At the end of the thirteenth century the Mongols established the Yuan Dynasty (1279–1368) and began to patronize the Jingdezhen kilns to the exclusion of all others as they ascribed protective qualities to white porcelain. One outgrowth of cross-cultural contact within the vast Mongol Empire was the creation of blue and white porcelain during the second quarter of the fourteenth century using cobalt imported from Persia. This blue and white palace bowl decorated with a garden scene was produced during the reign of one of China's most artistically gifted and culturally refined emperors.
Artist Chinese
  • Palace Bowl with Garden Scene
Date between 1426 and 1430
Medium Porcelain with underglaze cobalt and clear glaze
Dimensions Overall: 2 3/4 × 7 5/8 inches (7 × 19.4 cm)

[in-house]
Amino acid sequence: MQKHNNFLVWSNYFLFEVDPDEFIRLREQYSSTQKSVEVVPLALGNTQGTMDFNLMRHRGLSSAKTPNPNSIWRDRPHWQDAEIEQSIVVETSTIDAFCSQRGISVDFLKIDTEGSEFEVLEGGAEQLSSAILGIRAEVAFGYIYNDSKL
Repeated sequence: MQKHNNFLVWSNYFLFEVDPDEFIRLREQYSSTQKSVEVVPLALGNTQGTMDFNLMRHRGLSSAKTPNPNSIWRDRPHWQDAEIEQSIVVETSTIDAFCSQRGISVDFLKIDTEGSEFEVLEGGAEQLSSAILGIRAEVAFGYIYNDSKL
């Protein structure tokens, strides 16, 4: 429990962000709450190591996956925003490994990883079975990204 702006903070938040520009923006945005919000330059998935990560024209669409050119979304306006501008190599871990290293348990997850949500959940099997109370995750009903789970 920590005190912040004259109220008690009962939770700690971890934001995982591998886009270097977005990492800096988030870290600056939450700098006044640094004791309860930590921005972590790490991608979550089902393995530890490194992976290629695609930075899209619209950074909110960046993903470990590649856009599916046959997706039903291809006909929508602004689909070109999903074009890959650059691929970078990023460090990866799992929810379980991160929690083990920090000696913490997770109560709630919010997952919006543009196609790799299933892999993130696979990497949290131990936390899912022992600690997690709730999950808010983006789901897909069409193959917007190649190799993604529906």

Credit Line Founders Society Purchase, General Membership Fund
Accession Number 43.67
Department Asian Art
Not On View
Marks Marked, sticker on bottom: George Eumorfopoulos C 116
Inscriptions Inscribed, on convex glazed bottom in blue underglaze: Ta Ming Hsuan Te Nien Chih
George Eumorfopoulos (London, England).
(Walter Hochstadter, New York, New York, USA);
1943-present, purchase by the Detroit Institute of Arts (Detroit, Michigan, USA)
Catalogue of the George Eumorfopoulos Collection. Sales cat., Sotheby & Co. London, May 28-31, 1940, no. 224.

Bulletin of the DIA 25, no. 3. p. 64 (ill.).

An Exhibition of Blue-Decorated Porcelain of the Ming Dynasty. Exh. cat., Philadelphia Museum of Art, Chicago Art Institute. Philadelphia, October 29-December 4, 1949, Chicago, December 21, 1949-February 5, 1950, no. 67, pp. 14, 46 (ill.).

University Liggett Antiques Show. Exh. cat., University Liggett School. Grosse Pointe Woods, June 13-16, 1979, p. 12.